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Chinese Translators | Simplified and Traditional

Professional Chinese Translation Services Worldwide

English to Chinese (Simplified/Traditional), Chinese to English and other Multiple Languages

 

Two forms of written Chinese are widely used. One is known as 'simplified’ and the other as 'traditional'. Simplified Chinese was introduced in mainland China by the Chinese government in 1949 for the purpose of improving the literacy rate of the population  and to make complicated characters faster to write (some of which originally included a few dozen strokes). Chinese people on the mainland started using the modern version of characters, while those outside mainland China continued to use the original traditional script.

The major difference between the traditional and the simplified version of Chinese is that the traditional form included more complicated characters, whereas the modern simplified characters are regarded as being easier to use.

We offer Chinese translation services, in both simplified and traditional Chinese, in locations across the globe. 

 

For more information on the fields covered by our Chinese translators and interpreters, please visit the pages below:

Legal

Chinese Legal Interpreters
Chinese Legal Translation
Cantonese Arbitration Interpreters
Mandarin Arbitration Interpreters
Chinese Court Interpreters
Cantonese Deposition Interpreters
Mandarin Deposition Interpreters
 
 

Engineering

Chinese Mechanical Engineering
Chinese Civil Engineering 
Chinese Automotive Engineering
Chinese Environmental Engineering 
Chinese Manufacturing
Chinese Marine Engineering 
Chinese Structural Engineering 
Chinese Biomechanical Engineering
Chinese Agricultural Engineering

Agriculture and Industry

Chinese Agriculture
Chinese Industrial Engineering
Chinese Oil, Gas, Mining & Drilling
Chinese Industrial Agriculture
Chinese Energy Industry

 

 

Media and Publications

Chinese Publications and Media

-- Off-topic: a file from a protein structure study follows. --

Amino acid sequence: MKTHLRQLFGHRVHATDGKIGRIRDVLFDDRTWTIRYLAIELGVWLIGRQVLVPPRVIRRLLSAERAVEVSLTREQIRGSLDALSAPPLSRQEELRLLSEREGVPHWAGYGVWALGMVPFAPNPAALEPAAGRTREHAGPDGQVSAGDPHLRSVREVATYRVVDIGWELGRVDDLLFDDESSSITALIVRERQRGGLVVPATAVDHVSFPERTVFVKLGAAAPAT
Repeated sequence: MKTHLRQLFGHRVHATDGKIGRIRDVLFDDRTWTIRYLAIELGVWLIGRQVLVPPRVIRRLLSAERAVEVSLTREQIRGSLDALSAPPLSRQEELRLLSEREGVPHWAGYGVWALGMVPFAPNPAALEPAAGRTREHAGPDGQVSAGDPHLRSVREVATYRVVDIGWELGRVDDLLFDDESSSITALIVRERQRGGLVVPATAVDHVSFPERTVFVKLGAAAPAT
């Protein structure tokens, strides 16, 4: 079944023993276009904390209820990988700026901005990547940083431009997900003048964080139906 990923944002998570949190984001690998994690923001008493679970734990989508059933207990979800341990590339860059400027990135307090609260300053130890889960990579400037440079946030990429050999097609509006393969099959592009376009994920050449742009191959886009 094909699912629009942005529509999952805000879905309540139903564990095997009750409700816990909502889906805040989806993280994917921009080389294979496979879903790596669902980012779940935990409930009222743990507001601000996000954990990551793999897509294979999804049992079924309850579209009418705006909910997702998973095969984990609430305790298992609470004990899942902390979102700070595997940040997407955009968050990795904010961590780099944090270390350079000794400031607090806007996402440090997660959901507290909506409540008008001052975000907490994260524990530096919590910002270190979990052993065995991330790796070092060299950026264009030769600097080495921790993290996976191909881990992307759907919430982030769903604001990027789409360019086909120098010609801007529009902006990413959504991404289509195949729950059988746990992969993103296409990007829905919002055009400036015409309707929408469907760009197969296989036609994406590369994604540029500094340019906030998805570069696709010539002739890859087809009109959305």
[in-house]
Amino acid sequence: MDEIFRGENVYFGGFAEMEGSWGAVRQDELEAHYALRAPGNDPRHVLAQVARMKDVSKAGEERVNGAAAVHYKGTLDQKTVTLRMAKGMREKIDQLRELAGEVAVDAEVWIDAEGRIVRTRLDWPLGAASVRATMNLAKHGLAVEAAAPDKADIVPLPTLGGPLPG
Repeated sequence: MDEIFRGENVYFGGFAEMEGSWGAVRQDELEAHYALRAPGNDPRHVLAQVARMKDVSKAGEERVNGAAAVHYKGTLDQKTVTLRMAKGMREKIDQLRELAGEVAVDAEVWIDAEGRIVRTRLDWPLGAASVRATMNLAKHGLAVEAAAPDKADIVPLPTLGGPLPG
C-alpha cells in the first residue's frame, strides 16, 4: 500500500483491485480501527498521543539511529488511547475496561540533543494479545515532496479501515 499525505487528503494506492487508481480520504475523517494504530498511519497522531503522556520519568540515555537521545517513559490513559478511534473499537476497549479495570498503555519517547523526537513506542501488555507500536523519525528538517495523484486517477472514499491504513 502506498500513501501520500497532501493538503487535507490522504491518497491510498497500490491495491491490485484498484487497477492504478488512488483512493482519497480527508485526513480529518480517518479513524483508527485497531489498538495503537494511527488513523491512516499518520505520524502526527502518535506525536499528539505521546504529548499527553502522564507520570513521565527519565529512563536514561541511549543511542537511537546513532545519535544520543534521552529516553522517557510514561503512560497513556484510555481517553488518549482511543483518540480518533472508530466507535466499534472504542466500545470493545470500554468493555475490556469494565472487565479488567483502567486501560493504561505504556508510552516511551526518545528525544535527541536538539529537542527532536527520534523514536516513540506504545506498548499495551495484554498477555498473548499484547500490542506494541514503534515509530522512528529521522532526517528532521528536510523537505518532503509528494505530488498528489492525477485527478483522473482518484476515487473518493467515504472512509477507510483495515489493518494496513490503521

Medical and Science

 Chinese Life Science 
Chinese Medical  Interpreters
Chinese Medical Translation
 

Retail and Consumer

Chinese Retail & Consumer Sector
 
 
 
 

Business

Chinese Conference Interpreters
Chinese Business Meeting Interpreters

 

IT

Chinese IT & Computer Systems
Chinese Technical Translation

 

Patents, Research & Development

Chinese Patent Translation
Chinese Technical Translation

 

         
 

 
About: Chinese
 
Rather than being one self-contained language, Chinese rather refers to a group of languages offically in use in China, Hong Kong, Taiwan, Macau, Singapore and the Wa State, Burma as well as being recognised as a minority language in the USA, Canada and Malaysia. It is named as one of the six offical languages of the United Nations: the variant used in this context being "Standard Chinese", a standardised version based on the Mandarin spoken in Beijing. The main branches of Chinese are Mandarin, Wu, Yue, of which the main language is Cantonese, and Min. The variations of Chinese are not always mutually intelligible but of the estimated 1.2 billion speakers of some variety of Chinese, around 960 million are thought to speak Mandarin as their native tongue - making it the lingua franca of the Chinese world. 
 

 

 Spoken Chinese (for Interpreting):
 
The two official versions of the Chinese language are Mandarin and Cantonese. The People's Republic of China (mainland China) has Mandarin as its official spoken language. Although Mandarin itself is often used merely as a name for another sub-group of variants, it is the most commonly used version of the Chinese language both in the PRC, Republic of China (Taiwan) and the Republic of Singapore. Cantonese, on the other hand, is widely spoken in the Special Administrative Regions (SAR) of Hong Kong and Macao as well as the Canton (or Guangdong) province of the PRC. 
 
For interpreting assistance regarding any other Chinese dialects, such as Chinese Hainese, Haka, Hmong, Hokkian or Khek, please do not hesitate to contact us directly.         
 
Written Chinese (for Translation): 

Two forms of written Chinese are widely used. One is known as 'simplified’ and the other as 'traditional'. Simplified Chinese was introduced in mainland China by the Chinese government in 1949 for the purpose of improving the literacy rate of the population, and to make complicated characters faster to write (some of which originally included a few dozen strokes). Chinese people on the mainland started using the modern version of characters, while those outside mainland China continued to use the original traditional script.

The major difference between the traditional and the simplified versions of Chinese is that the traditional form includes more complicated characters, whereas the modern simplified characters are regarded as easier to write.

Just like any other nation, China has its own business etiquette. See our Doing Business in China Page to find out more.
 

 

Click below the map to read about some of the locations we cover in China:

 

Source: maps.google.co.uk

Beijing Hong Kong Shanghai

 

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